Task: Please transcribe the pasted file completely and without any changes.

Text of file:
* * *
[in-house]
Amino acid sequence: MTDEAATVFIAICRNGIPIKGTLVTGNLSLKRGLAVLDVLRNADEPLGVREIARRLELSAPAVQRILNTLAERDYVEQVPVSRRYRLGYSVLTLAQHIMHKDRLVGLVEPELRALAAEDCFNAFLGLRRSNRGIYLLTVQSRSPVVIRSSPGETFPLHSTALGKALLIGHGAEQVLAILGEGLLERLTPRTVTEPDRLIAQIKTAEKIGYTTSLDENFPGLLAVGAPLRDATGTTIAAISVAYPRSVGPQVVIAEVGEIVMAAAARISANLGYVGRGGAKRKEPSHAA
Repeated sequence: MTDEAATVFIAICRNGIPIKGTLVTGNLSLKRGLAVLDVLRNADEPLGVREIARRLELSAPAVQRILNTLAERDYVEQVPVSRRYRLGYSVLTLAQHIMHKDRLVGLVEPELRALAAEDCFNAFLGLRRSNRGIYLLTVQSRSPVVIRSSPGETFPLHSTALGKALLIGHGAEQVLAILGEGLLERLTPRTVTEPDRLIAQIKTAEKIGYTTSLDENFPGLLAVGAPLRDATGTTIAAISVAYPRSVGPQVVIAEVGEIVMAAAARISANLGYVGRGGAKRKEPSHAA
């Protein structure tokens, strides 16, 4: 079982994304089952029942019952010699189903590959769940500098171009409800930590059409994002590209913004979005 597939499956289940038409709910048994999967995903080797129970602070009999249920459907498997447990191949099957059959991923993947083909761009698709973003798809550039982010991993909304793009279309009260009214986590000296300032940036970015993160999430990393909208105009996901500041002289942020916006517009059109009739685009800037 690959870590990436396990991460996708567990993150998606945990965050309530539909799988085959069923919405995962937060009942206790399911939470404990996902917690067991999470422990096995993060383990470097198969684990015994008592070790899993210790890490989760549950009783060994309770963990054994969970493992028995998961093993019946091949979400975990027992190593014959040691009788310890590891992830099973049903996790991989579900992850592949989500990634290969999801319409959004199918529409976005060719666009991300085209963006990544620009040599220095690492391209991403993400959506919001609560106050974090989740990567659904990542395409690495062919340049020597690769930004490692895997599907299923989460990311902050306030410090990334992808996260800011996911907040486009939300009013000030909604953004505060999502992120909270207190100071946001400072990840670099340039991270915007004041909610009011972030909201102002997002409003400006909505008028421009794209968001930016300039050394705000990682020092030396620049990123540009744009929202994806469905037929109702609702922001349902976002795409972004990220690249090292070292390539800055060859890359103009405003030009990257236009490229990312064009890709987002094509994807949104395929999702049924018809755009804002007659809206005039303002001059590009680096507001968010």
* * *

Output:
[in-house]
Amino acid sequence: MTDEAATVFIAICRNGIPIKGTLVTGNLSLKRGLAVLDVLRNADEPLGVREIARRLELSAPAVQRILNTLAERDYVEQVPVSRRYRLGYSVLTLAQHIMHKDRLVGLVEPELRALAAEDCFNAFLGLRRSNRGIYLLTVQSRSPVVIRSSPGETFPLHSTALGKALLIGHGAEQVLAILGEGLLERLTPRTVTEPDRLIAQIKTAEKIGYTTSLDENFPGLLAVGAPLRDATGTTIAAISVAYPRSVGPQVVIAEVGEIVMAAAARISANLGYVGRGGAKRKEPSHAA
Repeated sequence: MTDEAATVFIAICRNGIPIKGTLVTGNLSLKRGLAVLDVLRNADEPLGVREIARRLELSAPAVQRILNTLAERDYVEQVPVSRRYRLGYSVLTLAQHIMHKDRLVGLVEPELRALAAEDCFNAFLGLRRSNRGIYLLTVQSRSPVVIRSSPGETFPLHSTALGKALLIGHGAEQVLAILGEGLLERLTPRTVTEPDRLIAQIKTAEKIGYTTSLDENFPGLLAVGAPLRDATGTTIAAISVAYPRSVGPQVVIAEVGEIVMAAAARISANLGYVGRGGAKRKEPSHAA
């Protein structure tokens, strides 16, 4: 079982994304089952029942019952010699189903590959769940500098171009409800930590059409994002590209913004979005 597939499956289940038409709910048994999967995903080797129970602070009999249920459907498997447990191949099957059959991923993947083909761009698709973003798809550039982010991993909304793009279309009260009214986590000296300032940036970015993160999430990393909208105009996901500041002289942020916006517009059109009739685009800037 690959870590990436396990991460996708567990993150998606945990965050309530539909799988085959069923919405995962937060009942206790399911939470404990996902917690067991999470422990096995993060383990470097198969684990015994008592070790899993210790890490989760549950009783060994309770963990054994969970493992028995998961093993019946091949979400975990027992190593014959040691009788310890590891992830099973049903996790991989579900992850592949989500990634290969999801319409959004199918529409976005060719666009991300085209963006990544620009040599220095690492391209991403993400959506919001609560106050974090989740990567659904990542395409690495062919340049020597690769930004490692895997599907299923989460990311902050306030410090990334992808996260800011996911907040486009939300009013000030909604953004505060999502992120909270207190100071946001400072990840670099340039991270915007004041909610009011972030909201102002997002409003400006909505008028421009794209968001930016300039050394705000990682020092030396620049990123540009744009929202994806469905037929109702609702922001349902976002795409972004990220690249090292070292390539800055060859890359103009405003030009990257236009490229990312064009890709987002094509994807949104395929999702049924018809755009804002007659809206005039303002001059590009680096507001968010």